An experimental technique for making secure network connections more quickly delivers "stunning" results.

Thomas Claburn, Editor at Large, Enterprise Mobility

May 20, 2011

3 Min Read

How Firesheep Can Hijack Web Sessions

How FiresheepCan Hijack Web Sessions

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Slideshow: How Firesheep Can Hijack WebSessions

When a Web client attempts to establish a secure connection with a Web server using the SSL/TSL protocol, it's a formal process, with more back and forth negotiation than necessary.

Google is fanatically devoted to speed, because Web apps depend on speed to compete with desktop apps and slow response times lead to a poor user experience. So last year, Google's computer scientists proposed a way to shorten the technical handshake ritual.

Now their proposal, Transport Layer Security (TLS) False Start, has been tested and the results are in: SSL False Start significantly reduces the amount of time required to establish a secure connection.

"We implemented SSL False Start in Chrome 9, and the results are stunning, yielding a significant decrease in overall SSL connection setup times," explained Google software engineer Mike Belshe in a blog post. "SSL False Start reduces the latency of a SSL handshake by 30%. That is a big number."

Belshe notes that this is particularly important because more and more companies are making SSL the default method of connection. Facebook and Twitter both did so earlier this year.

SSL protects information sent over a network from being easily accessed by those in a position to intercept the data packets. The now infamous Firesheep browser plug-in enables a form of interception known as a man-in-the-middle attack.

Google made SSL an option in Gmail in 2008 and turned it on by default in 2010.

Shortly thereafter, in May 2010, departing FTC commissioner Pamela Jones Harbour urged Internet companies to deploy SSL to keep users secure.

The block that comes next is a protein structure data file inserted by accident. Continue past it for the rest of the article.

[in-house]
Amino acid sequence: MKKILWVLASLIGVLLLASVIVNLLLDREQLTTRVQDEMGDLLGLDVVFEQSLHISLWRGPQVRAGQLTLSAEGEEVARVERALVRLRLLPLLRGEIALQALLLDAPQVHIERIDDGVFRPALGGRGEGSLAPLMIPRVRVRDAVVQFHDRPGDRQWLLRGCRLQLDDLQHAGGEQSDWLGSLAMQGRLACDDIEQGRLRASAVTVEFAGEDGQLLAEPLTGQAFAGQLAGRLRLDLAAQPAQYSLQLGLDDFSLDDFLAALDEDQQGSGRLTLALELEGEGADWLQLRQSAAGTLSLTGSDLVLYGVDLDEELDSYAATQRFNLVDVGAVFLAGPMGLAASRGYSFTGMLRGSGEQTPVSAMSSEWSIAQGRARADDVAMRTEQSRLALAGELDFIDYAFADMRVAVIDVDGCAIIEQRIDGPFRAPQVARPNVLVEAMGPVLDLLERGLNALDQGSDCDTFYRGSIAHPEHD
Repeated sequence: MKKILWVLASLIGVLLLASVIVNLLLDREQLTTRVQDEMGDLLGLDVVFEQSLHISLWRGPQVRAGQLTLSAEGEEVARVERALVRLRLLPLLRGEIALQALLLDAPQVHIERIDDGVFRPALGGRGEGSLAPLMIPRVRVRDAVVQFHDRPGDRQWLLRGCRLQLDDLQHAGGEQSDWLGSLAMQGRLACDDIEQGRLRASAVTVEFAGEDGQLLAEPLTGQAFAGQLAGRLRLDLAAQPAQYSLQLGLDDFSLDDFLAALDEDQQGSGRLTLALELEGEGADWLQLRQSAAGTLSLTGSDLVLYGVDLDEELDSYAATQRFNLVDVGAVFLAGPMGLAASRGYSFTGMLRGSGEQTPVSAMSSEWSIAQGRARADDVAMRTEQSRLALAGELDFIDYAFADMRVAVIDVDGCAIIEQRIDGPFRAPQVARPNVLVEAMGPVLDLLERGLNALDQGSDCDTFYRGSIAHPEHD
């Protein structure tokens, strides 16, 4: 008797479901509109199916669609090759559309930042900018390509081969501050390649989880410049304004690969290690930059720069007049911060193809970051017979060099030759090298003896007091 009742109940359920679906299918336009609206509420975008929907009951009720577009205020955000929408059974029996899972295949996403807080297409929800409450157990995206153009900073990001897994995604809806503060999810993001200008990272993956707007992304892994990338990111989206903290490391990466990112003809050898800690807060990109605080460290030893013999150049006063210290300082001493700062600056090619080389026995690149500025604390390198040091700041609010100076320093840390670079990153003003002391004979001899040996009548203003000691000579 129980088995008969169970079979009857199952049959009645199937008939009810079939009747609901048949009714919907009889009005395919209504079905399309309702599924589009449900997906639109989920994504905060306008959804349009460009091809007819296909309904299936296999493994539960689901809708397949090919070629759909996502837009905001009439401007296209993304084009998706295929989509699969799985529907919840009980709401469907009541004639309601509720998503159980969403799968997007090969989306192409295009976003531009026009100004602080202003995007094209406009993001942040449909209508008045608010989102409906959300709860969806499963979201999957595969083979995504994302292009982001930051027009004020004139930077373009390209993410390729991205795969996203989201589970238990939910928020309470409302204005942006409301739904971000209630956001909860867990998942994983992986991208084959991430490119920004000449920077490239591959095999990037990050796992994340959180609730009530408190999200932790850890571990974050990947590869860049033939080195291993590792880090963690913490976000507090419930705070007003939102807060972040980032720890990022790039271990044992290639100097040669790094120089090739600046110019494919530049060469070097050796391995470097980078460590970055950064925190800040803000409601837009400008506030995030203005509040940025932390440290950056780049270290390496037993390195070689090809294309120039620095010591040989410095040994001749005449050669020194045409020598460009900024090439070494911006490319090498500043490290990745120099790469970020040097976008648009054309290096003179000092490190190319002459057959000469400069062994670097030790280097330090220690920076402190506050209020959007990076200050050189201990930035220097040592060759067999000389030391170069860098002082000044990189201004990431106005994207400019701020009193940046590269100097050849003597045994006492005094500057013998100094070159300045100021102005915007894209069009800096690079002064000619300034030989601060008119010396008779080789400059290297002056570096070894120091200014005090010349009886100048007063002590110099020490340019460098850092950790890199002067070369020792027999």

"Security needs to be a default in the cloud," she said in a speech at an FTC workshop last year. "Today, I challenge all of the companies that are not yet using SSL by default--that includes all email providers, all social networking sites, and any website that transmits consumer data--step up and protect consumers."

Google meanwhile has been working to minimize the possibility that its technical changes to Chrome might break some websites. It tested its SSL False Start system against its list of known Web sites using HTTPS, which happens to be a pretty extensive list given the company's considerable experience indexing Web sites. Only 0.4% of HTTPS sites couldn't handle SSL False Start. After winnowing that list down further, Google reached out to SSL vendors offering incompatible software and the company now has has what Belshe calls "a manageable, small list of domains where SSL FalseStart doesn't work."

When visiting sites on that list, Google Chrome doesn't use SSL False Start, so as not to break anything. Belshe says Google expects this list will get smaller over time.

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About the Author(s)

Thomas Claburn

Editor at Large, Enterprise Mobility

Thomas Claburn has been writing about business and technology since 1996, for publications such as New Architect, PC Computing, InformationWeek, Salon, Wired, and Ziff Davis Smart Business. Before that, he worked in film and television, having earned a not particularly useful master's degree in film production. He wrote the original treatment for 3DO's Killing Time, a short story that appeared in On Spec, and the screenplay for an independent film called The Hanged Man, which he would later direct. He's the author of a science fiction novel, Reflecting Fires, and a sadly neglected blog, Lot 49. His iPhone game, Blocfall, is available through the iTunes App Store. His wife is a talented jazz singer; he does not sing, which is for the best.

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